The Prime Minister yesterday announced further relaxation of lockdown restrictions, in particular for businesses in the hospitality and leisure sectors. The measures, due to come into effect from Saturday 4 July, will permit businesses such as pubs, restaurants, hairdressers and cinemas to re-open their doors to customers (provided they follow the Government’s COVID Secure guidelines).
Whilst detailed guidance is yet to be published for these sectors, it appears that the Government has set out a number of key conditions for these businesses re-opening, including:
- Operating safely and within the Government's COVID Secure guidelines (and for more detail on this topic, see our article on Risk Assessments here);
- Mandatory table service for those restaurants, bars and pubs opening indoor areas; and
- Collection of customers’ contact details by restaurants, bars, pubs and other businesses for the purposes of tracing individuals, should another customer test positive for Coronavirus.
Arguably, one of the most onerous tasks on businesses in the hospitality sector is the final requirement: keeping a record of customers and their contact details. Whilst this may not be such a challenge for larger restaurants or bars, who already have established systems in place to enable detailed record-keeping, it is more work for smaller businesses that have not previously needed to keep a record of their customers.
In addition to the obvious practical issues that arise (for example, pubs who multiple entrances, staff to monitor and keep those records etc.), there are also certain privacy considerations that must be taken into account when collecting and using customers’ personal data.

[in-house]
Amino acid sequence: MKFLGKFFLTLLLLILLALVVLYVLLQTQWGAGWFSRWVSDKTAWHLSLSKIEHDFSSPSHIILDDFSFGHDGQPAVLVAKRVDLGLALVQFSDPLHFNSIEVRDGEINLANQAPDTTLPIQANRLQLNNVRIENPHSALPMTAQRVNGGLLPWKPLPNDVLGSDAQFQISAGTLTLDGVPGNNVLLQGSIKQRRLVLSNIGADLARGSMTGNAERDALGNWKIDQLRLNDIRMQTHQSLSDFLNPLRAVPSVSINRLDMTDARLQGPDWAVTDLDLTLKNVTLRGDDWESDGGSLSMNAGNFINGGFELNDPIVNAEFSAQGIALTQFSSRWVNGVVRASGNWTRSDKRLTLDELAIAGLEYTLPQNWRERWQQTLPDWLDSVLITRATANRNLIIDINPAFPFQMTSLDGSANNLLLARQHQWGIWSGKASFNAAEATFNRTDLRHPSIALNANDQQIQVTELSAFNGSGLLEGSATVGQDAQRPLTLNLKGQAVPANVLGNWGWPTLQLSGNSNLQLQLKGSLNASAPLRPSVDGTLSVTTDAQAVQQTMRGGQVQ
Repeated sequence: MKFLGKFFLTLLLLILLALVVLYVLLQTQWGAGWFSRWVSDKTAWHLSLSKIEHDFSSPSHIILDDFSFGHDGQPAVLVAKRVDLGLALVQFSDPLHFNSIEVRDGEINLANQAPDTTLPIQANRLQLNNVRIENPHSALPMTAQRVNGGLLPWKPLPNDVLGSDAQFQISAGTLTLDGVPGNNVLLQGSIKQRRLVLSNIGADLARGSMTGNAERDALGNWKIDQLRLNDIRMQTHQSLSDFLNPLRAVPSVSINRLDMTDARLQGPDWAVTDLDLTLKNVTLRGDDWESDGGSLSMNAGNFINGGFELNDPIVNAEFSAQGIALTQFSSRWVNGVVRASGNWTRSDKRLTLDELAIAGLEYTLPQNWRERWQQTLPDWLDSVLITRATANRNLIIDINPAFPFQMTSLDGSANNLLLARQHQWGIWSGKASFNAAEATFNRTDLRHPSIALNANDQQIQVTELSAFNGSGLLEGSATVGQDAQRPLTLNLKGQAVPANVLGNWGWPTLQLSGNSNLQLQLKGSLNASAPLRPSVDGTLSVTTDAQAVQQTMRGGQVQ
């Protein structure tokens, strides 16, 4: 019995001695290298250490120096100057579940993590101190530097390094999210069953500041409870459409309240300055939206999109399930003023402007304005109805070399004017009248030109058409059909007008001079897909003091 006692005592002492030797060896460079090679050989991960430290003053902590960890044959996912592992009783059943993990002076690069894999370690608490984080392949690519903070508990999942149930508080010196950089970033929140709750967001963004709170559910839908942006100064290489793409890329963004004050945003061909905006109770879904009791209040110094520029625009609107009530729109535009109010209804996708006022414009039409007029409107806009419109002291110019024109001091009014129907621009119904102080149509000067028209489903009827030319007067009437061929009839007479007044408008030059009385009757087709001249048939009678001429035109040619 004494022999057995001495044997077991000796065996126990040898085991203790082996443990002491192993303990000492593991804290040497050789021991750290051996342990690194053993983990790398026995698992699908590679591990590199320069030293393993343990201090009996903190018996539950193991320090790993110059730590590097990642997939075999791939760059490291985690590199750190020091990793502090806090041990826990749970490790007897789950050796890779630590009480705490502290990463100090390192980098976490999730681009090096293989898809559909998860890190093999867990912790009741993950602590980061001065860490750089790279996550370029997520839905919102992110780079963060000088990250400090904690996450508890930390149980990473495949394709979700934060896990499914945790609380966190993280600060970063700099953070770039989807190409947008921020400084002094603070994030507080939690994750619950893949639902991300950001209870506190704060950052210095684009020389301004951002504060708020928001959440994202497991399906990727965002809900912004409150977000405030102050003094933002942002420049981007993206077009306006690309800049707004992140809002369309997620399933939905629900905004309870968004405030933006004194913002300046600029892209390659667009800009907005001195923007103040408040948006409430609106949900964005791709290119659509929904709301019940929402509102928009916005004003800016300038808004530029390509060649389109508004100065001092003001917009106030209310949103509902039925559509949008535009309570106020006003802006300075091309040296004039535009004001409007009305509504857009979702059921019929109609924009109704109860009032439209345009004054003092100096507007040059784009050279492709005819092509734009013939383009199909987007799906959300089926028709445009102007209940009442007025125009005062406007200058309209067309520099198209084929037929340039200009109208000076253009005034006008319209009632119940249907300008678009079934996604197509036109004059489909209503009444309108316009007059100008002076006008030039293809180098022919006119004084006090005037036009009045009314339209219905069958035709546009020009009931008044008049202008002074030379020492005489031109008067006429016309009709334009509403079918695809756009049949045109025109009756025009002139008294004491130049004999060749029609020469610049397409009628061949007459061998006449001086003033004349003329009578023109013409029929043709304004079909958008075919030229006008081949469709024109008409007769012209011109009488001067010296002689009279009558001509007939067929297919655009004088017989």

- Amongst other things, current UK data protection law requires that businesses collecting personal data (which includes names, addresses, telephone numbers and e-mail addresses) from individuals must:
- Inform these individuals of: the purpose(s) for data collection; the legal basis for processing the data; any other parties to whom the data will be disclosed; data retention periods; and their rights under data protection law.
- Allow individuals access to their personal data (normally by responding to a “data subject access request” from the individual).
- Ensure that the personal data being kept is accurate or corrected without delay where there are any inaccuracies.
- Not retain personal data for any longer than necessary.
Whilst the above is not an exhaustive list of all data protection requirements, these are likely to be of most relevance to businesses in the hospitality sector opening from 4 July onwards.
In the absence of any definitive guidance, it is also yet unknown as to exactly what customer data businesses will be required to collect and keep.
At present, all we know is that businesses should only store the data temporarily for 21 days so that they can let other customers know if someone else in the vicinity at the same time has tested positive for Coronavirus.
One practical solution to deal with at least a few of the above data protection requirements would be to publish a privacy notice (for example, at the entrance of the premises) to set out how and why customers’ data will be used. Although this may be a further administrative task for businesses (whose focus is understandably elsewhere), it would assist with data protection compliance and provide a level of transparency around the collection of personal data. For customers more sensitive to their privacy and data protection rights, it may also be another way to build customer trust and confidence within the business.
Of course, we appreciate that data protection compliance is unlikely to be at the top of business’ priority list at the moment, but if you would like to discuss the points raised in this article further, please contact the Data Protection Team at Leathes Prior on 01603 610911 or by email who would be happy to assist.
Note: The content of this article is for general information only and does not constitute legal advice. Specific legal advice should be taken in any specific circumstance.